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On Friday morning, June 10th, Rotarians held a ribbon-cutting for the newest amenity at Stagecoach Park – the outdoor percussion instruments that make up the Musical Park. Every five years or so the Evergreen Rotary Foundation dedicates a substantial amount of money to what they call their "Legacy Project." This go-around the proposal for a Musical Park submitted by Kay LaMontagne won the nod of those evaluating ten or more applications for consideration. The proposal was inspired by a similar park in Moab, Utah, also funded by a Rotary group.
A sum of $30,000 was approved for the purchase and installation of the weatherproof instruments designed for people of all ages with or without musical talent. Another $3,000 was dedicated for maintenance.
Working in cooperation with the Evergreen Parks and Recreation District, the instruments were installed in May.
The celebration at dawn drew about 100 Rotarians and guests who enjoyed a breakfast before the ribbon-cutting.
History of Stagecoach Park
In the late 1990s residents of El Pinal had approached EPRD to consider acquiring the acreage buffering their subdivision from the highway. At the time, zoning would have allowed for any number of kinds of development… commercial, another 22 homes or a combination of multi-family and commercial to be built there.
In 2000, a commercial complex was planned for the acreage until members of the Evergreen Land Community Coalition (ELCC) got involved. ELCC was the small contingent of hands-on citizens responsible for convincing EPRD of the potential for Buchanan Park and working hand-in-hand with the district to secure community support for a bond election a few years earlier.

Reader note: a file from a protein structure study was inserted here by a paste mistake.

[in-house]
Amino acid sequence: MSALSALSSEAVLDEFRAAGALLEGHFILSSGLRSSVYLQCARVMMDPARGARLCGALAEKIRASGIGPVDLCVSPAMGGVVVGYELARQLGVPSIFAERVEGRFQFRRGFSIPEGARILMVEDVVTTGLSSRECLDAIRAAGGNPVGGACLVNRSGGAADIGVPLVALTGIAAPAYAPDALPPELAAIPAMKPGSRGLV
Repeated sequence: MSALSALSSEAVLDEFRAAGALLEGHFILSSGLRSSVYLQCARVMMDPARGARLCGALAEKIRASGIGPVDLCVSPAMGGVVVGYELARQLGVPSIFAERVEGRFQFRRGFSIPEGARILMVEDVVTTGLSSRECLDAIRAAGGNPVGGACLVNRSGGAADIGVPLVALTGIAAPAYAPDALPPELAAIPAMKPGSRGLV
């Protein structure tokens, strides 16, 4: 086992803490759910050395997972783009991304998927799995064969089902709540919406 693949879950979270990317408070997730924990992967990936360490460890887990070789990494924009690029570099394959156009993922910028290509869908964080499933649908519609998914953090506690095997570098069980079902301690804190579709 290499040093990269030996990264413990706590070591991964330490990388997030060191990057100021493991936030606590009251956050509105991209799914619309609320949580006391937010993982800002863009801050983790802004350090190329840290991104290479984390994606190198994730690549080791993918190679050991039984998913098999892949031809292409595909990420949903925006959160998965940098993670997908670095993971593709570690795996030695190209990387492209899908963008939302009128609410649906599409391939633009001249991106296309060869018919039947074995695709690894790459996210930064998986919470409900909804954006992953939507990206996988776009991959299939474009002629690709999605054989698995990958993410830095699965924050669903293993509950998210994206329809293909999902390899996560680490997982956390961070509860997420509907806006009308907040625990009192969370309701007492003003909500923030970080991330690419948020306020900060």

ELCC met with landowners who agreed to work with the community. By 2003 the EPRD board of directors was open to negotiating, thanks to board member Peter Eggers who asked for "creative solutions." Board members Linda Dahl and Mike Jacoby were also instrumental in supporting the project.
Photos of the property before the purchase….
ELCC organized to pursue alternatives, broadening homeowner involvement by creating a Steering Committee comprised of representatives of five different HOAs and conducting a professional survey of all property owners north of the lake to determine a preference for a self-improvement district or a sub-district of EPRD.
With more than 3,000 surveys mailed, a 16 percent response showed 74 percent of respondents in favor of increasing taxes at the rate of $40 annually for every $300,000 in real estate value. (The results were similar to the community-wide survey done to enlist support for Buchanan Park.)
ELCC became known as Citizens for Parks, campaigning for residents to approve a wider spectrum of park initiatives to benefit EPRD.
Approval to acquire the 11 acres was incorporated into ballot wording in 2004 asking voters to approve a bond issue that would purchase 17 acres of land (including 6 acres in Buchanan Park), provide for improvements to Marshdale Park, and to pay for much-needed improvements at the Wulf Recreation Center. Voters approved the ballot issue, and the 11 acres referred to as El Pinal Park was purchased. The name officially given to the area by EPRD was Stagecoach Park.
The park was graded to create a small ball field, a multi-purpose grass field and parking. In 2007 a playground was dedicated. In 2010 Bob the Dinosaur became a permanent fixture in the northern part of the park thanks to Sculpture Evergreen. In 2016 the Musical Park was added, thanks to the Evergreen Rotary Foundation.
Statistics showed in recent years that Stagecoach Park was the most-utilized park in the EPRD system.